Understanding Block Lighting

Every year more blocks appear on the skyline. Apartment living is the future for many, especially Londoners, and the quality of design has lead to some really exciting living spaces. However, isn’t it time to overhaul both strategies and attitudes towards block lighting. It may sound like a minor aspect, in the architectural game plan, until something goes wrong, then block managers have to deal with the consequences. Time and again poorly specified fittings and controls installed by developers fail far too soon and are typical starting points for discussion.
 
Some might say ‘lights are lights’ and why should lighting be any different in a block?
 
It’s quite simple, block lighting runs through a system and they should be set up very differently compared to domestic lighting. That might be considered common sense but that’s often not the case in blocks large and small. Common faults cost money, use excess energy and cause massive inconvenience to both block managers and tenants. Have you ever worked out how much it costs in time, money and person-power to deal with weekly light failure lists? Well, here’s a list of things that could change the way block managers can eliminate their weekly lighting ‘to do’ lists forever.
 
 
6 things you should know about your block lighting
 
1. Real attention needs to be paid to the commissioning of lighting system controls. Without this, light fittings fail, not once but over and over again. PIR occupancy sensors can damage fittings if they are incorrectly commissioned and installed from the outset. This can be costly because both the fitting and lamp are being damaged. If this happens regularly count up the money spent on replacement and repair, time and hassle and not to mention tenant complaints and poor aesthetic qualities throughout the building.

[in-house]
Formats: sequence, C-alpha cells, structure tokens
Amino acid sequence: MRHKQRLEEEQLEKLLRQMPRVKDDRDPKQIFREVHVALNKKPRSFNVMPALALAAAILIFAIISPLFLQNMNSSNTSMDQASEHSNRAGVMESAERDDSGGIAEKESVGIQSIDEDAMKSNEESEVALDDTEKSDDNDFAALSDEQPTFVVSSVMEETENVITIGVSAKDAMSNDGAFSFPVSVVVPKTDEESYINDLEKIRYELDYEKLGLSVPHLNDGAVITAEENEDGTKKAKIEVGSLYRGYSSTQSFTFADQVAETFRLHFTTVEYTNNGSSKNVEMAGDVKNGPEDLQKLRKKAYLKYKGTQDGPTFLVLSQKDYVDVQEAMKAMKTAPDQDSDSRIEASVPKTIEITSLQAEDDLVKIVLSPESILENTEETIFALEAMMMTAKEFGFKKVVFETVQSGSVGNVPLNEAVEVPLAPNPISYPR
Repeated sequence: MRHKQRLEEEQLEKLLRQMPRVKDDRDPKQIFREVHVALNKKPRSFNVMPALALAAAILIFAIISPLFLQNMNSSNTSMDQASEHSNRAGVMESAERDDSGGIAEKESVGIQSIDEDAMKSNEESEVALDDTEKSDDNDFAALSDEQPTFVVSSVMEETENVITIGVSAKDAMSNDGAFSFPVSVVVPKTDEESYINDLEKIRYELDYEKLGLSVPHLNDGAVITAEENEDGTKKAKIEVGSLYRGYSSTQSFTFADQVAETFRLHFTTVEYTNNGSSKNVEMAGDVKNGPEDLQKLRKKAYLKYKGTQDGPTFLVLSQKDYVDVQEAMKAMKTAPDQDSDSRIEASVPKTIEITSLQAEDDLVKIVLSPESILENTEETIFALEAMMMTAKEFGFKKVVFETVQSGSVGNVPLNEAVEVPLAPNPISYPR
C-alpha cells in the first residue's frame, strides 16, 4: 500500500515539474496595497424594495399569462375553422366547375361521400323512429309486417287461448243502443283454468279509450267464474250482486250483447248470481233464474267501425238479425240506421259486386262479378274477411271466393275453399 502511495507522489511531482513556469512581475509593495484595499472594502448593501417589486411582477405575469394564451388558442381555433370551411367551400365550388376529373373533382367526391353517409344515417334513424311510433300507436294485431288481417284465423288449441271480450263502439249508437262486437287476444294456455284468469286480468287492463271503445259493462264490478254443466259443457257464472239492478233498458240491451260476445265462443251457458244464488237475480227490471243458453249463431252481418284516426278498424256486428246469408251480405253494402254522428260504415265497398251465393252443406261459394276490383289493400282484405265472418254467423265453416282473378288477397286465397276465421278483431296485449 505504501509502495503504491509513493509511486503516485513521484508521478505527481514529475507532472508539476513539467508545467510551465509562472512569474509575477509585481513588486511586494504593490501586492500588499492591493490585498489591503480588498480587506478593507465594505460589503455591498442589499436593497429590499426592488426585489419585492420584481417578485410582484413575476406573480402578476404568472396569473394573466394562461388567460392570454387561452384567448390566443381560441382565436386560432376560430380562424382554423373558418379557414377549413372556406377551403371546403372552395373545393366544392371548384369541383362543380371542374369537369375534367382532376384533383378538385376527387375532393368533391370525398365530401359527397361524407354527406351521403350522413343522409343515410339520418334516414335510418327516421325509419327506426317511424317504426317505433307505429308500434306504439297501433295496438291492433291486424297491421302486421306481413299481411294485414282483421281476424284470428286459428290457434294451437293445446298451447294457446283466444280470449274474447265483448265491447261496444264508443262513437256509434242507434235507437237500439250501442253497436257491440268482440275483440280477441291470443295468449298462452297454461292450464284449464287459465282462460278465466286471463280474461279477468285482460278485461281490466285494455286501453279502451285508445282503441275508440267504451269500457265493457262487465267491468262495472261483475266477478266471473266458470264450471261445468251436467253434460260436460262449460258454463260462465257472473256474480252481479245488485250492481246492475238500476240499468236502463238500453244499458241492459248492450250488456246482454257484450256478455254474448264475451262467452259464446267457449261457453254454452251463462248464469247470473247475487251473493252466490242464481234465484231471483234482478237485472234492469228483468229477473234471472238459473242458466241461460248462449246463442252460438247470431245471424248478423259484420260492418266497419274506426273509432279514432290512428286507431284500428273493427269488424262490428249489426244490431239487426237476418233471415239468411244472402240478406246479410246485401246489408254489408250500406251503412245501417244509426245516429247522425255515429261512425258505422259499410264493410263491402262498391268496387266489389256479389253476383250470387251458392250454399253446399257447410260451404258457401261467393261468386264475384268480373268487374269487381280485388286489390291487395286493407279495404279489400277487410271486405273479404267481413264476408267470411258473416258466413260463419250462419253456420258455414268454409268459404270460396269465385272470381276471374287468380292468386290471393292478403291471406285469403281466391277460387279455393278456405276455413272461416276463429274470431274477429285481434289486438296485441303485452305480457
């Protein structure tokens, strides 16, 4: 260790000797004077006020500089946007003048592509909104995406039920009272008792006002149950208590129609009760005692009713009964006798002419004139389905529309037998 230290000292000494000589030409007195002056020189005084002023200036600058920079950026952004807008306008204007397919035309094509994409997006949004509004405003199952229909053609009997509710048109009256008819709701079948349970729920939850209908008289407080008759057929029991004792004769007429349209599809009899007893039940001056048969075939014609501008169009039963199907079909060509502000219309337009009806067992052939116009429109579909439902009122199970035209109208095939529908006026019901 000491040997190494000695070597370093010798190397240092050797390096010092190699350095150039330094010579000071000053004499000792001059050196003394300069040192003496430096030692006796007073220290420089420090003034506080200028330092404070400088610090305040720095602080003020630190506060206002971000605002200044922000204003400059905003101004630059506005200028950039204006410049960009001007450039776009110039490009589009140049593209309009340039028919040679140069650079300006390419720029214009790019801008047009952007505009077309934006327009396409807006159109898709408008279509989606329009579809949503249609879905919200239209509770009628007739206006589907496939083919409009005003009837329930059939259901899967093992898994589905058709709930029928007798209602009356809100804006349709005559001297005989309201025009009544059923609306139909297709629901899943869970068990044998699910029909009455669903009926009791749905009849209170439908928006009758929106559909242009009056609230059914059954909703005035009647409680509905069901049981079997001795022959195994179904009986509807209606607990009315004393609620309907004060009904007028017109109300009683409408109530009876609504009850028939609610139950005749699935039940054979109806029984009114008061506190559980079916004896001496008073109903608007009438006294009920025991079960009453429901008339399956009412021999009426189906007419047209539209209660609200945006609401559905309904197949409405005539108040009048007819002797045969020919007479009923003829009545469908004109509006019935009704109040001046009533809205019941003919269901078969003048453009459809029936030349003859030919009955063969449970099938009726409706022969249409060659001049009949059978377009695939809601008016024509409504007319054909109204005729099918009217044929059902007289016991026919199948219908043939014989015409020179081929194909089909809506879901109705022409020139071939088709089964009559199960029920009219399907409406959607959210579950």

2. Contractors can sometimes be recalled to a site to fix problems. Ever checked whether they have simply investigated the settings on the control method rather than just reactively repairing the light or replacing the lamp?  There is always a reason and it’s not just the fitting or lamp that’s to blame. Bear in mind that compact 2D Fluorescent Lamps do NOT like being switched frequently, especially from cold. Lighting controls that switch 2D lamps should be set up with a hold time of at least 20minutes as a minimum. This should have been highlighted within the lighting manufactures specification sheets but is often ignored by non-specialist installation teams.
 
3. Light fittings for communal areas should always be commercially rated types with a minimum of two years’ warranty. The block manager (if taking on a new build) should always request copies of guarantees from manufactures.
 
4. A professional lighting system design will always save money and energy use. The appropriate number of lights, correct wattage, PIR sensors etc. will ensure systems are not compromised in any way.
 
5. Combining a lighting design, installation and maintenance package can definitely revolutionise your block lighting and save in every aspect. It will definitely be one less thing to think about as a block manager.
 
6. Legally every block or building needs emergency lighting. The appropriate standards must be followed. What often gets overlooked is the month-to-month testing and reporting.
 
Finally, simple common sense will prevent excess energy use.
 
Why are lights without controls set to stay on all day in naturally lit glazed areas? Why not start to think about lighting systems as an entity that requires a strategy? It’s time to stop taking a ‘fingers crossed’ approach and coping with weekly ‘fail’ lists and rising energy bills.
 
Failing to plan definitely means planning to fail
 
That’s true in every sense when it comes to block lighting. With so many new and innovative lighting products available it pays to bring in the experts and sort out troublesome block lighting once and for all.
 
Jamie Willsdon is Managing Director at Future Lighting 
 

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